This fusion of powers makes parliamentary systems more conducive to stable democracies. Although presidential systems are commonly considered more stable due to this inherent separation of powers, parliamentary systems are superior because of their inherent fusion of powers, which rejects the concentration of power in the hands of a single entity.
One of the primary characteristics of parliamentary systems is a fusion of powers that makes the government unitary, efficient, and more flexible (O’Neil, 2015). Parliament combines two institutions: the Government and the Assembly, thus reducing the conflict between the executive and legislative branches and aiding in their support of one another.
In the United Kingdom, for example, the parliamentary majority elects the Prime Minister, and the Prime Minister remains the executive as long as “his party maintains control of the House of Commons” (Faraji, 2015, p. 272). In the United Kingdom, Parliament combines the part of the judiciary power as well since the House of Lords is the highest court of appeal.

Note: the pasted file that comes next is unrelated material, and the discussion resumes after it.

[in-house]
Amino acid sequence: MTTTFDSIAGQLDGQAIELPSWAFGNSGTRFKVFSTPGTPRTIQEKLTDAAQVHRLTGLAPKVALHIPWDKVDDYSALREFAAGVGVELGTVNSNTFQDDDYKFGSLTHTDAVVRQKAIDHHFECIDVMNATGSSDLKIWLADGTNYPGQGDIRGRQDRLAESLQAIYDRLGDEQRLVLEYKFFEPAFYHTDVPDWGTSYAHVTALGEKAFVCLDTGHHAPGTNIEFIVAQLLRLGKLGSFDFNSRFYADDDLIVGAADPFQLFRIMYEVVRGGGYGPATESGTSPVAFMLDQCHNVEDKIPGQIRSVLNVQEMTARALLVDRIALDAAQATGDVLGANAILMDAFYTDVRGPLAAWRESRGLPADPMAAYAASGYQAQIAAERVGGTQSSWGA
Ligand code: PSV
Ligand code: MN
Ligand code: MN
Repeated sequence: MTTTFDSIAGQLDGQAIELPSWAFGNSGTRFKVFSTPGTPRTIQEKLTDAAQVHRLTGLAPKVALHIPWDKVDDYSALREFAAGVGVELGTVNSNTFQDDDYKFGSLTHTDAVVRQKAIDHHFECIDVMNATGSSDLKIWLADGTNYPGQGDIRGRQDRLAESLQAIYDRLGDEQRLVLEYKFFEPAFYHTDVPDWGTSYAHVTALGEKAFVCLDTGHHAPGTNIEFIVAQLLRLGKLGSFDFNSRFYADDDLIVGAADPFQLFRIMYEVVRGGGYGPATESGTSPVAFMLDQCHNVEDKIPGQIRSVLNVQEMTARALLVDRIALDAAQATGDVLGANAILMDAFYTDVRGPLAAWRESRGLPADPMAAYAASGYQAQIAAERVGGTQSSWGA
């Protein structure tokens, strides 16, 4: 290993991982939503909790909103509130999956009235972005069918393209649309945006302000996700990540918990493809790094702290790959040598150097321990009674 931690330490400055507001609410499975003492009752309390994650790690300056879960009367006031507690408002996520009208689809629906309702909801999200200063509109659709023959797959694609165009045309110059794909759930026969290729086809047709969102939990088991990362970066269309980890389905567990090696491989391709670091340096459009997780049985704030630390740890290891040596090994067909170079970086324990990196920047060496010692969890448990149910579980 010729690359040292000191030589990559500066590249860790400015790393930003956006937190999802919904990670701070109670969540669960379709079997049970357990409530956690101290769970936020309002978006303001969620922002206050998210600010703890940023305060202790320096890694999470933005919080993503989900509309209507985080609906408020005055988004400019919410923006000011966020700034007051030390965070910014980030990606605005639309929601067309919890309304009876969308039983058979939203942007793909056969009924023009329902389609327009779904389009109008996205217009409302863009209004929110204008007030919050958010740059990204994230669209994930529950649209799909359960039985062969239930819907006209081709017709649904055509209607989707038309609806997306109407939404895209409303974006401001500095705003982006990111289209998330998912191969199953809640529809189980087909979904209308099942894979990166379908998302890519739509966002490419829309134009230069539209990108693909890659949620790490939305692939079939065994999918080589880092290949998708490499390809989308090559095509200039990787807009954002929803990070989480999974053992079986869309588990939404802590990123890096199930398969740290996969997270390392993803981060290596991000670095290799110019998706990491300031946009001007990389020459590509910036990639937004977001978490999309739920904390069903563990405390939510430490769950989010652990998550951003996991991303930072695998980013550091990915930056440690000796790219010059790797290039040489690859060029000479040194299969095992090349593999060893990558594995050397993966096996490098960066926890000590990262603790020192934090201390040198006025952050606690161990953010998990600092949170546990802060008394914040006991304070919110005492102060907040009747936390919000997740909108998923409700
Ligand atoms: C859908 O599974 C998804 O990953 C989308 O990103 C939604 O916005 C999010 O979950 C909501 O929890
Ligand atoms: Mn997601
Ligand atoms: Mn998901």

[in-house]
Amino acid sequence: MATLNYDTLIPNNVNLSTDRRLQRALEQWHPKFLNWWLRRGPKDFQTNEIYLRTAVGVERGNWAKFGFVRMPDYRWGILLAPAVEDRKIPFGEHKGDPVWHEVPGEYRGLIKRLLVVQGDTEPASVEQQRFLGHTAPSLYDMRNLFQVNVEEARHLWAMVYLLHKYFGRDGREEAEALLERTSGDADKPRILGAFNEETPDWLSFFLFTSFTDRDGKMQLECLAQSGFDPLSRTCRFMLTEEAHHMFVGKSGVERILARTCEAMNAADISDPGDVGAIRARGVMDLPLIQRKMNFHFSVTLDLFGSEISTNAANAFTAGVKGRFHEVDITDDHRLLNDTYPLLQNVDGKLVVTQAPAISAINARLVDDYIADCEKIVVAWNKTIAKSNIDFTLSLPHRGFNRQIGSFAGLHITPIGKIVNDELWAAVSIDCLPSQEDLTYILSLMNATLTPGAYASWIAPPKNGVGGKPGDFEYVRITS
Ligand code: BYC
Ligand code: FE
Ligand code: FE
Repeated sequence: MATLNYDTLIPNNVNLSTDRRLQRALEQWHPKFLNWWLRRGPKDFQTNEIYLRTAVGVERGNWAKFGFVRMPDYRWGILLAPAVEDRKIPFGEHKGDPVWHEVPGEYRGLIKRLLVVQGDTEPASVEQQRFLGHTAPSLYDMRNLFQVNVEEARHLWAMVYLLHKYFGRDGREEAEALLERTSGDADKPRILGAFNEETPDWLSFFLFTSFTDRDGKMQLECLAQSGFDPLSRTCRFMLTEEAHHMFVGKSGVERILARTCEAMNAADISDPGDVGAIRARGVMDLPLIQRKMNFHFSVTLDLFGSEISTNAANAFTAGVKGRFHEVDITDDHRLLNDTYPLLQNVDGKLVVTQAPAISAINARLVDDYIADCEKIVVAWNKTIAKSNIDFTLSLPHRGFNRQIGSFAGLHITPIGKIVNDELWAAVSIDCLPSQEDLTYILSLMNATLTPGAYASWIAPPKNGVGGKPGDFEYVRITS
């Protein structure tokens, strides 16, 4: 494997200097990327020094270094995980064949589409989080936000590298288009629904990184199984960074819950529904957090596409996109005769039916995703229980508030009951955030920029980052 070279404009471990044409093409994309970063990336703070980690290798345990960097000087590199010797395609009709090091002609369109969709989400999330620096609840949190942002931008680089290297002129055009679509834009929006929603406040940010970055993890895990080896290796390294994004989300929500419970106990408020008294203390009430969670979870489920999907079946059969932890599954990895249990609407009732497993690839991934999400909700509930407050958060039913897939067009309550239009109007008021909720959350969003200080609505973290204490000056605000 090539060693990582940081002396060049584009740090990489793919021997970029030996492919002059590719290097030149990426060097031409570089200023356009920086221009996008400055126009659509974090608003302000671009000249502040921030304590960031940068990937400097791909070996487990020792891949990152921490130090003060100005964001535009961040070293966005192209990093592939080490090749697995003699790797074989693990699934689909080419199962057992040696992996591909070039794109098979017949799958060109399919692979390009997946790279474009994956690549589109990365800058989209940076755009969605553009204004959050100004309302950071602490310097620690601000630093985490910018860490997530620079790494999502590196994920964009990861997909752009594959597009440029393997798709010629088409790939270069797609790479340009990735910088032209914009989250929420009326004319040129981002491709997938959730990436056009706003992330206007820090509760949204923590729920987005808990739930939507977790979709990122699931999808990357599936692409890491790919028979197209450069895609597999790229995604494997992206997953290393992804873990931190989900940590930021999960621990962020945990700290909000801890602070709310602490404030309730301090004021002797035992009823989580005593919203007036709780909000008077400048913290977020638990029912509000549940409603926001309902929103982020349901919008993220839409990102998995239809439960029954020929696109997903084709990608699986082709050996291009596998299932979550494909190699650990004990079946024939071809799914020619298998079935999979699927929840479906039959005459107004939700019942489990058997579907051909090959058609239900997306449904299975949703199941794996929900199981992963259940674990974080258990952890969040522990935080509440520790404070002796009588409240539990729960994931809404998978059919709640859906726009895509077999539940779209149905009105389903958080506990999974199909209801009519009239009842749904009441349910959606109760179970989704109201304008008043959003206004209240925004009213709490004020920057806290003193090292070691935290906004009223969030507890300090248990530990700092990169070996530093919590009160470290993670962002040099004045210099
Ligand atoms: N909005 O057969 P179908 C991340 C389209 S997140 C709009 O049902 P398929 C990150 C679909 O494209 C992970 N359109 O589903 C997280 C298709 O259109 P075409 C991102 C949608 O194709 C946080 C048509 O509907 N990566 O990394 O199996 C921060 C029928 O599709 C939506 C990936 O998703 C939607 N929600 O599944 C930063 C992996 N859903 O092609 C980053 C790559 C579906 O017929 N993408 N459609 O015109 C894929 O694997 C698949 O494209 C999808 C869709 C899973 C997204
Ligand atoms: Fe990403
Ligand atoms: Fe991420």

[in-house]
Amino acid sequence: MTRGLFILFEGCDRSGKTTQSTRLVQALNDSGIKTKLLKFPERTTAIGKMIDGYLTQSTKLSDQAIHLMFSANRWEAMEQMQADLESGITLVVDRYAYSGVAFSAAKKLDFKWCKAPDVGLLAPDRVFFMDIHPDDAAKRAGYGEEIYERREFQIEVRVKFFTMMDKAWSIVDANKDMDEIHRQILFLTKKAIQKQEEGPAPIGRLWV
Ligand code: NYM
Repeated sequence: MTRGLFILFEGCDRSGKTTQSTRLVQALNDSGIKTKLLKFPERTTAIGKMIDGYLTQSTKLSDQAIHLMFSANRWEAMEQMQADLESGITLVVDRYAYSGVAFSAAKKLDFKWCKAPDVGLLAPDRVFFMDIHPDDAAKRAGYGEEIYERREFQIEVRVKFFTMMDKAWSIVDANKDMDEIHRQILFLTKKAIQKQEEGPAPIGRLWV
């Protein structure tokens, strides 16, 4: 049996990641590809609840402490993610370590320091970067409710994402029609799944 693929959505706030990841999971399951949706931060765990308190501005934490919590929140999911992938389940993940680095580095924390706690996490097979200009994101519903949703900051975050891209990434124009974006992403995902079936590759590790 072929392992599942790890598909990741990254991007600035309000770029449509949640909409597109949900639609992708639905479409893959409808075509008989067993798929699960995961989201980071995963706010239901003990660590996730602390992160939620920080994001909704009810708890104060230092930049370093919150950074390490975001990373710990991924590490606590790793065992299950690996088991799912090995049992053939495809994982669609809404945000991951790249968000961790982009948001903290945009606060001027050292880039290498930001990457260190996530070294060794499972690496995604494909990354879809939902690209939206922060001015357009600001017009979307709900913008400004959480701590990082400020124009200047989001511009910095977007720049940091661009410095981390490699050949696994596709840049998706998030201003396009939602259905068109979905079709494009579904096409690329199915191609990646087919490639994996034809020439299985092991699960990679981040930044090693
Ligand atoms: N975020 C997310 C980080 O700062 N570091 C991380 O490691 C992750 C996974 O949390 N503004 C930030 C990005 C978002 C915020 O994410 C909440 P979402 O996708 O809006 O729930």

Thus, according to Verney (2013), “the Parliament may seem to wield executive, legislative, and judicial power” (p. 41). These factors explain how the fusion of powers concept, active in parliamentary systems, does not negate that the United Kingdom’s government is still categorized as unitary.
The unitary government has several distinct advantages: the first one is the accountability of the Prime Minister to the Parliament. Despite the fact that Prime Minster holds executive power, he or she must still maintain the support of the legislative body.